Tuesday, June 8, 2010
When an offshore oil rig near the Louisiana coast exploded April 20, no one immediately anticipated the blast would spark the worst oil spill in U.S. history.
Fifty days later, the environmental catastrophe is crystal clear.
In the following weeks, Americans have watched the CEO of the company responsible for the disaster jam his foot into his mouth repeatedly while efforts to stop the massive spill failed.
The government's response, lacking sufficient outrage according to the public, has been equally unable to keep thousands of gallons of oil each day from spewing into the Gulf.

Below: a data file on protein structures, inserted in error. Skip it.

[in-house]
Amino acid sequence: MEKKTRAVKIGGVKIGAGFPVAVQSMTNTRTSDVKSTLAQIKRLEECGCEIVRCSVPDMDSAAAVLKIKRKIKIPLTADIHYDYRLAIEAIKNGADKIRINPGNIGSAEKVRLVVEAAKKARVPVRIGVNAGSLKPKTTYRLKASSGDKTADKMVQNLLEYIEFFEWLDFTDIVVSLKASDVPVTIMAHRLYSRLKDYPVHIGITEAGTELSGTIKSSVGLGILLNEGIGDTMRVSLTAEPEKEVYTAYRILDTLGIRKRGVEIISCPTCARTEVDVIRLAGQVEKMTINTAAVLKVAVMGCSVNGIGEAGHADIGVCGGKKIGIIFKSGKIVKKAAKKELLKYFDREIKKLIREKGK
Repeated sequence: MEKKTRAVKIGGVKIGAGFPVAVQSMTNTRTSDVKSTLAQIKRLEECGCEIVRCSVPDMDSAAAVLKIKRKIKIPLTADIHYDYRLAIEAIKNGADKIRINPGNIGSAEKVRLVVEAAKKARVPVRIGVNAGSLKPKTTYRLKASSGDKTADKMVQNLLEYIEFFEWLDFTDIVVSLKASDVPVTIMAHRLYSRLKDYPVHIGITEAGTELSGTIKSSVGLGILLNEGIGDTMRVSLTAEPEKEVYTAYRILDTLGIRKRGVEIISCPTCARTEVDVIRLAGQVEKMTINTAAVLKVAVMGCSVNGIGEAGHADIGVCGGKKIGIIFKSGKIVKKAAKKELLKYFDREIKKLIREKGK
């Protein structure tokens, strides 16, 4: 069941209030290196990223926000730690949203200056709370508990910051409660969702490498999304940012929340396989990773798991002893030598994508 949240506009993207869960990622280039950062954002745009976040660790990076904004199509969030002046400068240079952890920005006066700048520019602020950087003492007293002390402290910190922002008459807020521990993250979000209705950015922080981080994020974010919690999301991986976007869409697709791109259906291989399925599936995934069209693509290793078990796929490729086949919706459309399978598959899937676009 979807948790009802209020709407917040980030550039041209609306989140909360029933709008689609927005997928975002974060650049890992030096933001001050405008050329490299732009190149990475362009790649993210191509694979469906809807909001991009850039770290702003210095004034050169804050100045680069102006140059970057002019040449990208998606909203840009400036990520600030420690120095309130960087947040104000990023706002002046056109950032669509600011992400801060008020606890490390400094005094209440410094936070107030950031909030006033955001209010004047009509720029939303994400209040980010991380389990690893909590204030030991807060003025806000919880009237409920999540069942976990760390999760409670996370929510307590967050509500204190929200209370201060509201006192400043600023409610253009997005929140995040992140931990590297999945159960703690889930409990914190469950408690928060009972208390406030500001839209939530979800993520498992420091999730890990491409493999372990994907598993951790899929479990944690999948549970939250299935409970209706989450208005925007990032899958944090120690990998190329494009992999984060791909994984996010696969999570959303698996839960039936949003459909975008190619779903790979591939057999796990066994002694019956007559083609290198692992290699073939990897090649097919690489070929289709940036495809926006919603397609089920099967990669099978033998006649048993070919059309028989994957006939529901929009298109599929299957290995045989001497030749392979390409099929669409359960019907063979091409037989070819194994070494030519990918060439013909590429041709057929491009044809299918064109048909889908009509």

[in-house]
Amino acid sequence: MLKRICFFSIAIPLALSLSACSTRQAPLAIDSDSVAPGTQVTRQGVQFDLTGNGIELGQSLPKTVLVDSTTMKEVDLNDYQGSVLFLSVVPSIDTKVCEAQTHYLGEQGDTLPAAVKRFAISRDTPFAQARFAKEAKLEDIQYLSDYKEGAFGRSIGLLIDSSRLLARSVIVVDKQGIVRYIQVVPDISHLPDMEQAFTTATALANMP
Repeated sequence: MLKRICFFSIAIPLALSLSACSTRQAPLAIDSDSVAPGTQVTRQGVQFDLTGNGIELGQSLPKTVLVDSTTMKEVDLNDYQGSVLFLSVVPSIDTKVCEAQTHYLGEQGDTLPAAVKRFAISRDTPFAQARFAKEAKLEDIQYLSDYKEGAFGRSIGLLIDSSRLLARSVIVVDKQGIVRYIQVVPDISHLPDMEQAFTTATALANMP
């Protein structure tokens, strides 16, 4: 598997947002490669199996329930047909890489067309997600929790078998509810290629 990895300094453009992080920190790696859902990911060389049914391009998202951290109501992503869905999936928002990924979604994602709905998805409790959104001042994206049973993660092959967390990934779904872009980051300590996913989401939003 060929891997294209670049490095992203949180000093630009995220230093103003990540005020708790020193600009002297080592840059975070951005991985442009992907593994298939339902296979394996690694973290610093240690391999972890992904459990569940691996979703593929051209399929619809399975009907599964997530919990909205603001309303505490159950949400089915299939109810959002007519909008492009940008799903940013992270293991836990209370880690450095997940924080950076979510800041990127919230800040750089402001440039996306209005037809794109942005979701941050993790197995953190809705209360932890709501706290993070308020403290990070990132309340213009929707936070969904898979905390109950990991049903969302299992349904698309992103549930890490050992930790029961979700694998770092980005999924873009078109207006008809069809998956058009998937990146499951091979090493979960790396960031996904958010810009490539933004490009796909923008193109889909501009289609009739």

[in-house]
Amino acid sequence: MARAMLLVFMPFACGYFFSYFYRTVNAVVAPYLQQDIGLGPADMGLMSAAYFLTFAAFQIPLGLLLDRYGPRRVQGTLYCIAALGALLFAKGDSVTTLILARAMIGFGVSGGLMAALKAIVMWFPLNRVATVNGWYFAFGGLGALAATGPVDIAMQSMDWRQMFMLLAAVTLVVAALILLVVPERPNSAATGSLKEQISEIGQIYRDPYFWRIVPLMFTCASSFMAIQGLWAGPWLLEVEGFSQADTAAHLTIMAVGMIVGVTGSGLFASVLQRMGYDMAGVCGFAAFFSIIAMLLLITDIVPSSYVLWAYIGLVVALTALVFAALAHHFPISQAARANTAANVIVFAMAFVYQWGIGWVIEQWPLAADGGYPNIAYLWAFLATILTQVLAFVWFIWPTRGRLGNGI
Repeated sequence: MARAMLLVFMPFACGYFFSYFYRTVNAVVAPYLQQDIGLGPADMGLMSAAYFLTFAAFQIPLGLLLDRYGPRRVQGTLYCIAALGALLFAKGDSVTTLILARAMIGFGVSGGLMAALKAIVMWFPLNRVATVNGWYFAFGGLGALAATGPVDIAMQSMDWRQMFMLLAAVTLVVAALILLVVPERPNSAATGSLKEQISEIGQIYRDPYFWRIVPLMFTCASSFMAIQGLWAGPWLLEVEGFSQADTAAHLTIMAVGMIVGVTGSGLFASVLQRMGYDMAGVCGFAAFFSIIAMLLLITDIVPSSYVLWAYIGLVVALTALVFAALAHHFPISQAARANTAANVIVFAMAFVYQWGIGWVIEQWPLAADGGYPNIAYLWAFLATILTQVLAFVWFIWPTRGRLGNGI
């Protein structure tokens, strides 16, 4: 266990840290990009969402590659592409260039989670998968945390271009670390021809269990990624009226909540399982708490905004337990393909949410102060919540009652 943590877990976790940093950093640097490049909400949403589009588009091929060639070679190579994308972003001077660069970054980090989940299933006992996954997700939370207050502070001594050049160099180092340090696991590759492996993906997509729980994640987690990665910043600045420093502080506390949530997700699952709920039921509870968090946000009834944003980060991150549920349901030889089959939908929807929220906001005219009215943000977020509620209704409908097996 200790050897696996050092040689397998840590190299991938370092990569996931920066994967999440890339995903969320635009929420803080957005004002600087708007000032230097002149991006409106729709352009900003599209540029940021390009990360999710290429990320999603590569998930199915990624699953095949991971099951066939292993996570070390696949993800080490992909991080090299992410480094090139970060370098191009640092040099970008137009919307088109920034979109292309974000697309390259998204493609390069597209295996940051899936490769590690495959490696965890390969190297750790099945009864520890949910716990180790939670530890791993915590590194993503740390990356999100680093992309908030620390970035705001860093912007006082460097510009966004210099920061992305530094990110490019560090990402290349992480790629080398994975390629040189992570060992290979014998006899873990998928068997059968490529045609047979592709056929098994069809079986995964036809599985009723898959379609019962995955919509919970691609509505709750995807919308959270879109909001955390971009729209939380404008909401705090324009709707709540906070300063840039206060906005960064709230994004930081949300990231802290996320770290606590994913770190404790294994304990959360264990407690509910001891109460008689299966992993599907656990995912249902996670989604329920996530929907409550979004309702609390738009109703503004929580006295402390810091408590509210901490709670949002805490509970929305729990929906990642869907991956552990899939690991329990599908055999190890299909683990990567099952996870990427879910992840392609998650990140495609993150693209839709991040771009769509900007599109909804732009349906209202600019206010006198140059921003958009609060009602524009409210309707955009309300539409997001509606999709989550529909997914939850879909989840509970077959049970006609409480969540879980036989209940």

BP CEO Tony Hayward has recently apologized for comments like, "I want my life back," that the Gulf was "a big ocean" and that "the environmental impact of this disaster is likely to be very, very modest."
President Obama used the gaffes to fire back, most notably saying in a "Today" show interview that he would fire Hayward if he were his boss and that he's looking for an "ass to kick."
All this while black ooze smothers the region's wildlife and economy.
Thad Allen, the Coast Guard admiral in charge of the government effort, summed up the chaos and confusion.
"Everyone wants certainty," he said. "With an oil spill like this, there isn't any."
Even the numbers are murky. Estimates peg the amount of oil floating in the ocean between 23 million and 49 million gallons.